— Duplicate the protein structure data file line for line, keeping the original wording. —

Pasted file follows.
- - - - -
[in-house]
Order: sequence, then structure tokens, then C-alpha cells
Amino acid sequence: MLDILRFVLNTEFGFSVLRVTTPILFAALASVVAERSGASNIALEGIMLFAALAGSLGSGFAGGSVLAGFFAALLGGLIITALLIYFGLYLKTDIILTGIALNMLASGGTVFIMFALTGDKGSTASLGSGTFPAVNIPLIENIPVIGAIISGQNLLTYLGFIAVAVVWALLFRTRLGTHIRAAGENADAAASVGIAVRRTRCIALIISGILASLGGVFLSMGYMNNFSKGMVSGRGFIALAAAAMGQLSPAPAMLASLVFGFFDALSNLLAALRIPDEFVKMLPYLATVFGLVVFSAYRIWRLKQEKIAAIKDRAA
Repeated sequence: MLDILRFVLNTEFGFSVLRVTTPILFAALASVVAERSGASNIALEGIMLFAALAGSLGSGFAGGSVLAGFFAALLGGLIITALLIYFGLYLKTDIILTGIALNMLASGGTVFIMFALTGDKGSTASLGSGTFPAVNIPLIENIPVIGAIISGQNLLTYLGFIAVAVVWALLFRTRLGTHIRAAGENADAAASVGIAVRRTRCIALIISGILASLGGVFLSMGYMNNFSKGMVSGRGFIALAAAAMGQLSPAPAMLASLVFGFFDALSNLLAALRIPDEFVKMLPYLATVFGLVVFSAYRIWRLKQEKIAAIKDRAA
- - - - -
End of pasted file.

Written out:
[in-house]
Order: sequence, then structure tokens, then C-alpha cells
Amino acid sequence: MLDILRFVLNTEFGFSVLRVTTPILFAALASVVAERSGASNIALEGIMLFAALAGSLGSGFAGGSVLAGFFAALLGGLIITALLIYFGLYLKTDIILTGIALNMLASGGTVFIMFALTGDKGSTASLGSGTFPAVNIPLIENIPVIGAIISGQNLLTYLGFIAVAVVWALLFRTRLGTHIRAAGENADAAASVGIAVRRTRCIALIISGILASLGGVFLSMGYMNNFSKGMVSGRGFIALAAAAMGQLSPAPAMLASLVFGFFDALSNLLAALRIPDEFVKMLPYLATVFGLVVFSAYRIWRLKQEKIAAIKDRAA
Repeated sequence: MLDILRFVLNTEFGFSVLRVTTPILFAALASVVAERSGASNIALEGIMLFAALAGSLGSGFAGGSVLAGFFAALLGGLIITALLIYFGLYLKTDIILTGIALNMLASGGTVFIMFALTGDKGSTASLGSGTFPAVNIPLIENIPVIGAIISGQNLLTYLGFIAVAVVWALLFRTRLGTHIRAAGENADAAASVGIAVRRTRCIALIISGILASLGGVFLSMGYMNNFSKGMVSGRGFIALAAAAMGQLSPAPAMLASLVFGFFDALSNLLAALRIPDEFVKMLPYLATVFGLVVFSAYRIWRLKQEKIAAIKDRAA